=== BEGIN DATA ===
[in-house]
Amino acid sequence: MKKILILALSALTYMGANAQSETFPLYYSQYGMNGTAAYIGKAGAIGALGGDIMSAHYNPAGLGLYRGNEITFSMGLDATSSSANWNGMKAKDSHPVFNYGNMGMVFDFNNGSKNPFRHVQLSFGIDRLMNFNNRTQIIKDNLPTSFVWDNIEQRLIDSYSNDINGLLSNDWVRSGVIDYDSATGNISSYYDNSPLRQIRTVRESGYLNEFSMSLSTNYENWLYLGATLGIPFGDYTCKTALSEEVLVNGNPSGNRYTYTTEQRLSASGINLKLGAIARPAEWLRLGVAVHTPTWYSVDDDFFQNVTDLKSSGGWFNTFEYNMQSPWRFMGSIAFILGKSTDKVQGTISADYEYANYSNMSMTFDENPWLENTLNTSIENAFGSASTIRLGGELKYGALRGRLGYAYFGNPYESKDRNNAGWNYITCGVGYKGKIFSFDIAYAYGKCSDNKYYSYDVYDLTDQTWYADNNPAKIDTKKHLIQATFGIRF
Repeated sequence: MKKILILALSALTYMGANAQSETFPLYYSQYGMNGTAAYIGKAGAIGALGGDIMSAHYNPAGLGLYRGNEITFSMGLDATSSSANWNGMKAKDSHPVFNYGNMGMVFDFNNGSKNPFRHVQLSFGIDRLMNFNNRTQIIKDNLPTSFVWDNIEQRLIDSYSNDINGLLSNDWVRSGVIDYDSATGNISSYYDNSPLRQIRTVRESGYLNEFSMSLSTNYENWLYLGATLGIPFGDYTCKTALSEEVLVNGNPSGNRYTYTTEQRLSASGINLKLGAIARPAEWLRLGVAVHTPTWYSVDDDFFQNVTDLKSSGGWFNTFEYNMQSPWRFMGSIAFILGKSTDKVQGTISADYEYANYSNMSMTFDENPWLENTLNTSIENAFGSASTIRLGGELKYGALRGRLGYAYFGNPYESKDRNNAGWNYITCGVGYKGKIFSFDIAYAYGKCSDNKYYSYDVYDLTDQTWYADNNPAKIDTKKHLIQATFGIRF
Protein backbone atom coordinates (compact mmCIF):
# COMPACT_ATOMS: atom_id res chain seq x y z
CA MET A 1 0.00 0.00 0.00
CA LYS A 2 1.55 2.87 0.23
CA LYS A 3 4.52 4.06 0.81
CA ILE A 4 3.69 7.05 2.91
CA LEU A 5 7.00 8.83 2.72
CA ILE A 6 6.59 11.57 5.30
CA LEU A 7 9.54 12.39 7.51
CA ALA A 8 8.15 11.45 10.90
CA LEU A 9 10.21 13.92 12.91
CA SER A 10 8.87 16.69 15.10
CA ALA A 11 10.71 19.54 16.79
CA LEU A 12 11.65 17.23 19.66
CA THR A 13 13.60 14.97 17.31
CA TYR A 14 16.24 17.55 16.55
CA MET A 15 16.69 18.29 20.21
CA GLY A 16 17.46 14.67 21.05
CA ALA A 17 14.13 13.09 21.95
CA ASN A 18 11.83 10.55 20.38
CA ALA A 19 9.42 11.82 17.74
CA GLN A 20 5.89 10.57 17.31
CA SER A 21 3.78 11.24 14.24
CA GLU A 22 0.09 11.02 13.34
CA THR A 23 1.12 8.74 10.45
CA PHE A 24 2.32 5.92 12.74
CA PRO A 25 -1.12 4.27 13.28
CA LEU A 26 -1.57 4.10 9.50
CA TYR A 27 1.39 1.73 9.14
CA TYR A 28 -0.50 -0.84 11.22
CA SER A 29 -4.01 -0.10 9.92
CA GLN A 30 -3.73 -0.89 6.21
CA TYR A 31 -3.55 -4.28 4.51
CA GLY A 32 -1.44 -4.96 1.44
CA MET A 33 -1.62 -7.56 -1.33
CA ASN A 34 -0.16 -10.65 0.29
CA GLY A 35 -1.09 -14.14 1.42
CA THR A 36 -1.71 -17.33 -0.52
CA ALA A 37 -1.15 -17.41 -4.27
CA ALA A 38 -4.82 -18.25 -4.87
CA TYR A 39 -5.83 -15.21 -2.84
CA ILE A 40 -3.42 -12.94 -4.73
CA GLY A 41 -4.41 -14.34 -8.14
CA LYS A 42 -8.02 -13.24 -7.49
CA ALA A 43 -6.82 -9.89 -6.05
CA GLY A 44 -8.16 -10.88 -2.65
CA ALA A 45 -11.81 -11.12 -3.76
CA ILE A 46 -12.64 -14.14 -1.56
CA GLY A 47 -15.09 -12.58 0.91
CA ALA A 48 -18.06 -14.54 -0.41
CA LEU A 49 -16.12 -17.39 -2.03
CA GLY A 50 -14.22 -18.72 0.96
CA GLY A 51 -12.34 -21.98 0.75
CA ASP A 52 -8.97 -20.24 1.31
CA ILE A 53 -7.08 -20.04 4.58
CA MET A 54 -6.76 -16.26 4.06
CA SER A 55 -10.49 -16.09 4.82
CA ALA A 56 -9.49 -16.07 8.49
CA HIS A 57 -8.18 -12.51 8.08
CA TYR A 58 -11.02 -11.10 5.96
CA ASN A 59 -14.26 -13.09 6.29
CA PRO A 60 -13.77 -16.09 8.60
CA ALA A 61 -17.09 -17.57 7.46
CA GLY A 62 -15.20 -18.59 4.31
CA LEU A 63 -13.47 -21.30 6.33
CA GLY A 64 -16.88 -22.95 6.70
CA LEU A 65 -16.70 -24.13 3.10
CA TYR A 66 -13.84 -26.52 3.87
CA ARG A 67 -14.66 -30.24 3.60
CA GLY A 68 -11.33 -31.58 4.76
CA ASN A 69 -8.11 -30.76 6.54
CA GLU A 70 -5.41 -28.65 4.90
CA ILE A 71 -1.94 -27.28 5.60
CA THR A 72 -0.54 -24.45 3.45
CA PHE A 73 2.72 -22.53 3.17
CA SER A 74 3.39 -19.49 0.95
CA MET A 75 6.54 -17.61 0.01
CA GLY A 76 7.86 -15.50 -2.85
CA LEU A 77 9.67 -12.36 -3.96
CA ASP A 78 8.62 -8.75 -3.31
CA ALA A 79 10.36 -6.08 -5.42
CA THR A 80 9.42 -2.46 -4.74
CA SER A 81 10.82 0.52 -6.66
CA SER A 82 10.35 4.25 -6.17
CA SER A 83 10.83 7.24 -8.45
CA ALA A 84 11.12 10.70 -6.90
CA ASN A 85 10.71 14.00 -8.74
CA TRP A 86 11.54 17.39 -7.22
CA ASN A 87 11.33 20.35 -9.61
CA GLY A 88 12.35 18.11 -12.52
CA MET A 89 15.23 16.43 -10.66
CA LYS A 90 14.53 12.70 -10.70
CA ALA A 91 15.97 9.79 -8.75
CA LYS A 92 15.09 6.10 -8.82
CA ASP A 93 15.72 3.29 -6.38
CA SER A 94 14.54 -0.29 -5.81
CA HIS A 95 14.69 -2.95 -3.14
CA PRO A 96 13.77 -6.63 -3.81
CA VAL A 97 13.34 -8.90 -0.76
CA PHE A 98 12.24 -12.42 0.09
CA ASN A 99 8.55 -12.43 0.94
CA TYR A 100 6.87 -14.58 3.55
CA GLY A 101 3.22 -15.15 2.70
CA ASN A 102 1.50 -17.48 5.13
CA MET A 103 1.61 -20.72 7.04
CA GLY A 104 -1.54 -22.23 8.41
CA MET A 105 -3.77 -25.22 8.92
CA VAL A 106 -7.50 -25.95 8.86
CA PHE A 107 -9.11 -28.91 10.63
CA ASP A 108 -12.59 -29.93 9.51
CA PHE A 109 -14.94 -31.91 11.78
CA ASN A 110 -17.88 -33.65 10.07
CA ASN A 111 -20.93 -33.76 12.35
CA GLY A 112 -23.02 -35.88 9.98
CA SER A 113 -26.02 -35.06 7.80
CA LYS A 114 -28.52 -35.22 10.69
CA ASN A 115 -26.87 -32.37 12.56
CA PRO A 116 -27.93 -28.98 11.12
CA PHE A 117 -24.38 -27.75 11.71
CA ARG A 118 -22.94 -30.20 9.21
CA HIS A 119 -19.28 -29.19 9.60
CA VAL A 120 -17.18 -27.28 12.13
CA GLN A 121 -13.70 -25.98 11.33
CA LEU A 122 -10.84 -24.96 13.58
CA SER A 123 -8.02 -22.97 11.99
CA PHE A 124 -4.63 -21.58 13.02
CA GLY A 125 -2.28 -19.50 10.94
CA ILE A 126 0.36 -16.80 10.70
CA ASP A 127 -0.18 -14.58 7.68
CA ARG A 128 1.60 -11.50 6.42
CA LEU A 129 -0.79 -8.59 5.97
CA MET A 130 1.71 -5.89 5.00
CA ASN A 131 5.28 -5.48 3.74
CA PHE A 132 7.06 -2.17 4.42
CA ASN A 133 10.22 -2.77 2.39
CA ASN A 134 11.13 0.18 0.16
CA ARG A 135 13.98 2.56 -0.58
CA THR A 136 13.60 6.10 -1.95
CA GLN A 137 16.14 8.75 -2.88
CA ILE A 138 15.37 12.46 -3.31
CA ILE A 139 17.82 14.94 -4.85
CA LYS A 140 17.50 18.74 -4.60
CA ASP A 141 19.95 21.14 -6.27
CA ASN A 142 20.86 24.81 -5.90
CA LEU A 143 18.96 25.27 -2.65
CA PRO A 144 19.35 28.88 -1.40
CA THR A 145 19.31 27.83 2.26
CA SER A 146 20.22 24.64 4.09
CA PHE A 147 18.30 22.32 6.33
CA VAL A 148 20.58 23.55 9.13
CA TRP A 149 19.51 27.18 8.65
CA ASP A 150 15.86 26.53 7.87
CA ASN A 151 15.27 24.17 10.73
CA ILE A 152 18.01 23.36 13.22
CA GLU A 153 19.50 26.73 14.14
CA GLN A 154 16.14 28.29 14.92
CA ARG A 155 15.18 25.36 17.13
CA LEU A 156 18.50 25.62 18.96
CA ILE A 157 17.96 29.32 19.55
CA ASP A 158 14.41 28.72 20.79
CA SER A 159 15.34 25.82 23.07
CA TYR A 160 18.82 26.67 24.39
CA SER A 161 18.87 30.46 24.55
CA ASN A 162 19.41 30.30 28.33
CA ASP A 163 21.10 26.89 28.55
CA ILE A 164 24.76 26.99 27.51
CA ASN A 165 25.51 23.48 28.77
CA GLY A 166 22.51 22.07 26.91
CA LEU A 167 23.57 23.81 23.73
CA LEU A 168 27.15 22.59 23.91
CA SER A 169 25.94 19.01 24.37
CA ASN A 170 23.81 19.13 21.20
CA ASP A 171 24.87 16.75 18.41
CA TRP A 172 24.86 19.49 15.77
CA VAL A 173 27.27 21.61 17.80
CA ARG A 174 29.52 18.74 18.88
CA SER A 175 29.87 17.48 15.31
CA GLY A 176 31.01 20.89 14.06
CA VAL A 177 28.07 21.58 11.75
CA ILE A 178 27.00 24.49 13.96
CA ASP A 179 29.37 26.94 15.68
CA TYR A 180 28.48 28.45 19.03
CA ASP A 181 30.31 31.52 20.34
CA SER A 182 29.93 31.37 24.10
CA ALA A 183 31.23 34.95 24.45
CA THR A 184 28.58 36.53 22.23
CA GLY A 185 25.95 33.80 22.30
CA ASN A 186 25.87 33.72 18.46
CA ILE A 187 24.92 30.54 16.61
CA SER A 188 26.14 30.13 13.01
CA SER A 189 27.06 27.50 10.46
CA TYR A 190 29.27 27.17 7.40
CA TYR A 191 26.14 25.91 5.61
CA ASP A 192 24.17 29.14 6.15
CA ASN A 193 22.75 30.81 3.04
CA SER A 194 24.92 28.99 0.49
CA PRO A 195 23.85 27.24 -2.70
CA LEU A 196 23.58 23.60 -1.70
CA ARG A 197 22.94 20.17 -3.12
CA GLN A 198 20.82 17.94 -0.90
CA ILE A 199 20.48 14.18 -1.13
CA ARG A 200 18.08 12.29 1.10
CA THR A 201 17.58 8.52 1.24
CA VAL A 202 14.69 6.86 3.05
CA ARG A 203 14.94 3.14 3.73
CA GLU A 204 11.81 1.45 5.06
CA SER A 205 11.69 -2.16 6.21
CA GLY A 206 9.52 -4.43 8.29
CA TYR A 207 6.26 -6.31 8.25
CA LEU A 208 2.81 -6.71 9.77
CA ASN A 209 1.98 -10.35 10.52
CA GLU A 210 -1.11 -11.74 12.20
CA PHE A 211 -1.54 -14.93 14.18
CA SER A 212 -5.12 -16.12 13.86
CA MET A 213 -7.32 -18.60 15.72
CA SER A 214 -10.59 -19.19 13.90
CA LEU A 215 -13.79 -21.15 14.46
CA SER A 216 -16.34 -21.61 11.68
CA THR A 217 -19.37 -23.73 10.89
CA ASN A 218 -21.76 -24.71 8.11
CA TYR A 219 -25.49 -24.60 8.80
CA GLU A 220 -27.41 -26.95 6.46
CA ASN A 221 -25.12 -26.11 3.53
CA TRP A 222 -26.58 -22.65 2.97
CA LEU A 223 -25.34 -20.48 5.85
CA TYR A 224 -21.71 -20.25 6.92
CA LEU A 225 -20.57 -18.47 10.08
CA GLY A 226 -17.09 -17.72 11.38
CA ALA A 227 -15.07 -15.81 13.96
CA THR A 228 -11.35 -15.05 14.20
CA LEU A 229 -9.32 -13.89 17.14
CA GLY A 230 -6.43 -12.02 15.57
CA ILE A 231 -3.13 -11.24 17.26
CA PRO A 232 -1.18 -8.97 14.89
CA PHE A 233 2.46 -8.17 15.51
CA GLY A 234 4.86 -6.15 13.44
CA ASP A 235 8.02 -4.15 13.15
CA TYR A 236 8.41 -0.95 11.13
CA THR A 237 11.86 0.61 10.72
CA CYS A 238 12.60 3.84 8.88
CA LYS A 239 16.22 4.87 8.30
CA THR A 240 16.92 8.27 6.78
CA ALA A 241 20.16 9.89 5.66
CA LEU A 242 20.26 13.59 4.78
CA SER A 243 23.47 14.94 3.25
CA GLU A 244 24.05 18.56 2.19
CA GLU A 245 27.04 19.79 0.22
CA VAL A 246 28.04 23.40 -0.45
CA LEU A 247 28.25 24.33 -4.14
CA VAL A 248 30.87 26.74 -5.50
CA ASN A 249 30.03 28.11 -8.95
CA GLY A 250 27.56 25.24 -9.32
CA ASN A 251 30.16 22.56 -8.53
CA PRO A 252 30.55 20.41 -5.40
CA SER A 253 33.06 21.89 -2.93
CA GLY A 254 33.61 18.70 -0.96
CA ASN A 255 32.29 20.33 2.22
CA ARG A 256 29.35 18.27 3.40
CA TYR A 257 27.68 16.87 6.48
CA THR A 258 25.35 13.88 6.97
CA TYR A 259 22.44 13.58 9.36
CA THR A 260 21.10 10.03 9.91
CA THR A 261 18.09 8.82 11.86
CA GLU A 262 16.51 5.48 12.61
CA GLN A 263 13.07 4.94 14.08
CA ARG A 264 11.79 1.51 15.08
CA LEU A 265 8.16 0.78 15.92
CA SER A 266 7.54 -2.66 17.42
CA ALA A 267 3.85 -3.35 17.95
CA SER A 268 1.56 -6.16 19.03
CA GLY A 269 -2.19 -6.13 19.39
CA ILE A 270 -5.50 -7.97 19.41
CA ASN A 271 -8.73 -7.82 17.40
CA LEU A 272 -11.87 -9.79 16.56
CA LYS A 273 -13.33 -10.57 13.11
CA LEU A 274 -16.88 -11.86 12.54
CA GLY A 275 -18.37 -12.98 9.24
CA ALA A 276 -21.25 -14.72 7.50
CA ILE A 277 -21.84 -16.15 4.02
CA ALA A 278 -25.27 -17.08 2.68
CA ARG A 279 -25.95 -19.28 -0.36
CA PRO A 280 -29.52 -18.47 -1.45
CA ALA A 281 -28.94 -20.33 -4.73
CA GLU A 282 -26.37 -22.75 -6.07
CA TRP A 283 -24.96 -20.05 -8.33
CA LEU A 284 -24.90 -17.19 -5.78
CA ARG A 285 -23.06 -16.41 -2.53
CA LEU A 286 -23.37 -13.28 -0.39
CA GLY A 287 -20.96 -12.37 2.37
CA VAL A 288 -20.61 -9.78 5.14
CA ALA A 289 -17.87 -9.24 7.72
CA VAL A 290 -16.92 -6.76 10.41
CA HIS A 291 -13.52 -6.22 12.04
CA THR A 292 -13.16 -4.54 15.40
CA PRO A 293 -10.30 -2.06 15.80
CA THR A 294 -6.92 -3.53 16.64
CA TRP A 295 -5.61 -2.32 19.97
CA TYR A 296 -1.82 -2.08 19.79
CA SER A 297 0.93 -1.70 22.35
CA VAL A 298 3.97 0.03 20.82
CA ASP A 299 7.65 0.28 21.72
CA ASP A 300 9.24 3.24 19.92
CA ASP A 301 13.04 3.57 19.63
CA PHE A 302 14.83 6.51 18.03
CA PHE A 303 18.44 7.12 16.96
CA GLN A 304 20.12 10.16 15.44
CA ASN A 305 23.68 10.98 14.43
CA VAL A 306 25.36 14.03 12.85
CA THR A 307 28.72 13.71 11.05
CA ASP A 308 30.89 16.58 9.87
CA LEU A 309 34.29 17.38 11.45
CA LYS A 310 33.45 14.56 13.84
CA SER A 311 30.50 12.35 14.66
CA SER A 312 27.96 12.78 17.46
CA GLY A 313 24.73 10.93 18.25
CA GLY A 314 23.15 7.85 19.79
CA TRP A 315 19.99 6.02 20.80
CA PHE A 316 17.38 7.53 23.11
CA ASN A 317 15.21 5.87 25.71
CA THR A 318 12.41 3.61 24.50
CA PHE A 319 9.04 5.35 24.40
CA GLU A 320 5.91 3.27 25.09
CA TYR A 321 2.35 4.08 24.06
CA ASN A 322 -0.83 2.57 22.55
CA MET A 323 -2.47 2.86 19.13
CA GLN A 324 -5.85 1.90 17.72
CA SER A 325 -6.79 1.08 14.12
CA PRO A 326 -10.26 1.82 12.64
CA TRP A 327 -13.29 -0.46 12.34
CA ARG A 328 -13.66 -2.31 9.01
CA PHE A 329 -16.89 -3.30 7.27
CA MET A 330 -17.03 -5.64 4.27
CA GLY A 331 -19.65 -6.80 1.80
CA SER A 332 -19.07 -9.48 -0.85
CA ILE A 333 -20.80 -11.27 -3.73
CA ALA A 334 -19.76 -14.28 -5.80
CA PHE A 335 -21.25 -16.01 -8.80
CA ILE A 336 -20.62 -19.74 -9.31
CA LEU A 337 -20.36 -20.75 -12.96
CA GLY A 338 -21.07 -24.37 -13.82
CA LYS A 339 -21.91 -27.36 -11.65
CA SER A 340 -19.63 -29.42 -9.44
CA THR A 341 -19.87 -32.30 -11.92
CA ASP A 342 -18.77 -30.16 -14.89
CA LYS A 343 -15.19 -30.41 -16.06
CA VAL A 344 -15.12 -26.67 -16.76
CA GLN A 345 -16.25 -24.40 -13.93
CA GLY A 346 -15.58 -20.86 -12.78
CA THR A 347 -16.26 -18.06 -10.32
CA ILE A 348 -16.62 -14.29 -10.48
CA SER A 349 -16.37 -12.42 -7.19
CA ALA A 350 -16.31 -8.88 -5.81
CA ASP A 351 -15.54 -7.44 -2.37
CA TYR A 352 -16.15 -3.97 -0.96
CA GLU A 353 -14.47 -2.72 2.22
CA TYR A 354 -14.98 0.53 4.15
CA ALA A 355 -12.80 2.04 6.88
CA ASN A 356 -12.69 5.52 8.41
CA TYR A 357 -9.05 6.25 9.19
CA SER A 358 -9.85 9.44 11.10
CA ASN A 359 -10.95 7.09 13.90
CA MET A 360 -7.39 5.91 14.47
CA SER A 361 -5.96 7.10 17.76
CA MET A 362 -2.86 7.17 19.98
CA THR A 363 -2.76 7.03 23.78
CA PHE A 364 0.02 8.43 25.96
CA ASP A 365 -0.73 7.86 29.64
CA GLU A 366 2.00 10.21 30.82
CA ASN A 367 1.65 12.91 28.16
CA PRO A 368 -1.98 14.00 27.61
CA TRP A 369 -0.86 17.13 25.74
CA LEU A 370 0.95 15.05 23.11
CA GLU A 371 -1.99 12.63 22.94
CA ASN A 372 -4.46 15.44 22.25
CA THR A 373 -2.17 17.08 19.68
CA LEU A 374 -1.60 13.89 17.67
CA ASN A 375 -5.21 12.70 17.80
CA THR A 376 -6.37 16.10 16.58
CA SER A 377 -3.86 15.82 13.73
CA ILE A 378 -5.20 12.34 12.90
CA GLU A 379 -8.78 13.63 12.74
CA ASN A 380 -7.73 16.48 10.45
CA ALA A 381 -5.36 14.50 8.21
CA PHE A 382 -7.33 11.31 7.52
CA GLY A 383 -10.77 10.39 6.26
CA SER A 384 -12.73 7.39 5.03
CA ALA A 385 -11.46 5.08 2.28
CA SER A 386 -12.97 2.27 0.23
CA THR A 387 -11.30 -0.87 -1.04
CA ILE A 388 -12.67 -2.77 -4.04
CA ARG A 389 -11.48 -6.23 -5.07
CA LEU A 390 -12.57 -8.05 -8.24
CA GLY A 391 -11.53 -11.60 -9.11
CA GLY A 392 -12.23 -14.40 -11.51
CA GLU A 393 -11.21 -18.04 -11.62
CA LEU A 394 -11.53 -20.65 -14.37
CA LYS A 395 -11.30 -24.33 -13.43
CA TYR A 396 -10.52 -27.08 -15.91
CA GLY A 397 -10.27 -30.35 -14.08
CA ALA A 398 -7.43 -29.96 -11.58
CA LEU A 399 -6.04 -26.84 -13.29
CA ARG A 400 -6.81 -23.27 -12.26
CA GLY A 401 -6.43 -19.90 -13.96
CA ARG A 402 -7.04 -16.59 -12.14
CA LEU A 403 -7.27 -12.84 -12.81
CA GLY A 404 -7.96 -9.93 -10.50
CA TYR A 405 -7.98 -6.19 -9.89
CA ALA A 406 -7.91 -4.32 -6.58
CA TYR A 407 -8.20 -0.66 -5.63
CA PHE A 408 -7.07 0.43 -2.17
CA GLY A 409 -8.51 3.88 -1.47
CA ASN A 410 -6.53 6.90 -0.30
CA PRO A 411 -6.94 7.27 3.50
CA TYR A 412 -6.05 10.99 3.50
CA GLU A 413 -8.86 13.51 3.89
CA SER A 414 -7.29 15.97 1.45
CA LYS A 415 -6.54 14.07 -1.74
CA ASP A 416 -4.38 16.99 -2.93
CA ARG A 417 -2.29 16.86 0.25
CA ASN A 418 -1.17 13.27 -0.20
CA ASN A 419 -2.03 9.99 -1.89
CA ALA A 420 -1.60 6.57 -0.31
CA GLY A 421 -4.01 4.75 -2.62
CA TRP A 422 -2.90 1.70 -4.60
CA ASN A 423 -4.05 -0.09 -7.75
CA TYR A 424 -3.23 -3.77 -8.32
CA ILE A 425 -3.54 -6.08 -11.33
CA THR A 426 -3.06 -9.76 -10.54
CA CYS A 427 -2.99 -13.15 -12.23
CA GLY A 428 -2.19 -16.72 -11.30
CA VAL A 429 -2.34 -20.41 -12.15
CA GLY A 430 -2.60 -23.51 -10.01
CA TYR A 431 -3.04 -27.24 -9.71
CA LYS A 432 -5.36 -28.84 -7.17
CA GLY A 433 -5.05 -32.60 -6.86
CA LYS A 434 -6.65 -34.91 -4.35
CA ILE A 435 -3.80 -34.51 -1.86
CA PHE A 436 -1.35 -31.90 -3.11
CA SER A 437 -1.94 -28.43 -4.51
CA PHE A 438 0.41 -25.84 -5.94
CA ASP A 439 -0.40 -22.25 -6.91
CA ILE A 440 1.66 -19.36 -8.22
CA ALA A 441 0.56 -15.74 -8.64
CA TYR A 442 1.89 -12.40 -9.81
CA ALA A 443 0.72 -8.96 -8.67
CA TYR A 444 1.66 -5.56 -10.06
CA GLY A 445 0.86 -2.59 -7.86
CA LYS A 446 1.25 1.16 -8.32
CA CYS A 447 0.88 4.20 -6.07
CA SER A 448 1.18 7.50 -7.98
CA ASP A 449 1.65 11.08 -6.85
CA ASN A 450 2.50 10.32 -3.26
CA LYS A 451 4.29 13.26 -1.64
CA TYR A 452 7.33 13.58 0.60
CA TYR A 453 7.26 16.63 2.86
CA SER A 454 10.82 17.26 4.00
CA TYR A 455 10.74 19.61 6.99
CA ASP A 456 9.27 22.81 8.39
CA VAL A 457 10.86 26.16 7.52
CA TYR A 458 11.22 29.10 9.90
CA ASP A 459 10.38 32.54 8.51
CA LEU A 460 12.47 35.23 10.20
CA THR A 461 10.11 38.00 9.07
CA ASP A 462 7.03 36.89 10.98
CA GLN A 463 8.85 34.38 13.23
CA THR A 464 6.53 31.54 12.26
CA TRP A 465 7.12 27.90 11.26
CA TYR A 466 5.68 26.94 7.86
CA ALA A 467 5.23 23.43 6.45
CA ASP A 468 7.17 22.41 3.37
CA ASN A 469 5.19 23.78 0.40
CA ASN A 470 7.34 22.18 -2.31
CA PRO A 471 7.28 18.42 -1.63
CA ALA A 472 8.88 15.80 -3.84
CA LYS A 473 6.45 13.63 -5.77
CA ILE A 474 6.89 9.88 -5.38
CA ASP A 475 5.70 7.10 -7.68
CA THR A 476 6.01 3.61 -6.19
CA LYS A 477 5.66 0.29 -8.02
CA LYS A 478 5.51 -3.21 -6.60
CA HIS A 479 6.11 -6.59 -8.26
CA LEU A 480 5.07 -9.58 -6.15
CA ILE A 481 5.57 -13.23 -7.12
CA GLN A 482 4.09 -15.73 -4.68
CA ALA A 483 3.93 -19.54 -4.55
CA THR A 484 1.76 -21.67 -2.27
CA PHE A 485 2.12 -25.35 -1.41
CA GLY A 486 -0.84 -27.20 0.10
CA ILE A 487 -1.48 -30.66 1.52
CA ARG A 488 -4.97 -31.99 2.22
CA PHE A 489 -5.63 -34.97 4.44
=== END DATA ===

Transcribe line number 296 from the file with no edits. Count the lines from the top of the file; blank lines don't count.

CA HIS A 291 -13.52 -6.22 12.04